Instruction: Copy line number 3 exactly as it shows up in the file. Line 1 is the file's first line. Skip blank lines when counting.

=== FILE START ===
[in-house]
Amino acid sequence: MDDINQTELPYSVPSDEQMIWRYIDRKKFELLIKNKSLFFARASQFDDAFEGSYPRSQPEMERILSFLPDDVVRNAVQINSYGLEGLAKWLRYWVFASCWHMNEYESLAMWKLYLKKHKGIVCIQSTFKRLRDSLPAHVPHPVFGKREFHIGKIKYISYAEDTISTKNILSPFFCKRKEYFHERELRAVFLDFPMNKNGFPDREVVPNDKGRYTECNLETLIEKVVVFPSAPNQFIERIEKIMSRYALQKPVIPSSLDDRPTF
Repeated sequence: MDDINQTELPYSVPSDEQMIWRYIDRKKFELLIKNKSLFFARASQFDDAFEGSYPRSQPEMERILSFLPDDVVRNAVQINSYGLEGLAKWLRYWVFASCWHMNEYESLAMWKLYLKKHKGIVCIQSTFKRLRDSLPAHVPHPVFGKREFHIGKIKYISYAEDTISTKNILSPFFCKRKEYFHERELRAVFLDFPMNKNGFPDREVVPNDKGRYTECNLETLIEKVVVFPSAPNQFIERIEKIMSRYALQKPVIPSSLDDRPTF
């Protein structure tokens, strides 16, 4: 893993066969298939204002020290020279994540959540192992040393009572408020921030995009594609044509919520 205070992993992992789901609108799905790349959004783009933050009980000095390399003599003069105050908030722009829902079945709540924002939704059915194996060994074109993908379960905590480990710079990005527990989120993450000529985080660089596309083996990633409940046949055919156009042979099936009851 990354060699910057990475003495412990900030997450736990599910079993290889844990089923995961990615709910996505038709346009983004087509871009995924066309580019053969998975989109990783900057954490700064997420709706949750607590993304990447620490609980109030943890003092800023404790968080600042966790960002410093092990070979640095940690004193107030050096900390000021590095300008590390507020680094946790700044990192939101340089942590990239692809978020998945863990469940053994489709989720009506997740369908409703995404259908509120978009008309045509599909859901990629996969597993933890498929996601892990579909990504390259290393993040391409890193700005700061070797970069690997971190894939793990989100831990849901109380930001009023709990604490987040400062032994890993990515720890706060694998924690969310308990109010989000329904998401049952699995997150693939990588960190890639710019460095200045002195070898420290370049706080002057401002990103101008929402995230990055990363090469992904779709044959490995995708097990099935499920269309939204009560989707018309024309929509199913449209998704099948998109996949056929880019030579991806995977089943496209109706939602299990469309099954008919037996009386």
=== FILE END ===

Repeated sequence: MDDINQTELPYSVPSDEQMIWRYIDRKKFELLIKNKSLFFARASQFDDAFEGSYPRSQPEMERILSFLPDDVVRNAVQINSYGLEGLAKWLRYWVFASCWHMNEYESLAMWKLYLKKHKGIVCIQSTFKRLRDSLPAHVPHPVFGKREFHIGKIKYISYAEDTISTKNILSPFFCKRKEYFHERELRAVFLDFPMNKNGFPDREVVPNDKGRYTECNLETLIEKVVVFPSAPNQFIERIEKIMSRYALQKPVIPSSLDDRPTF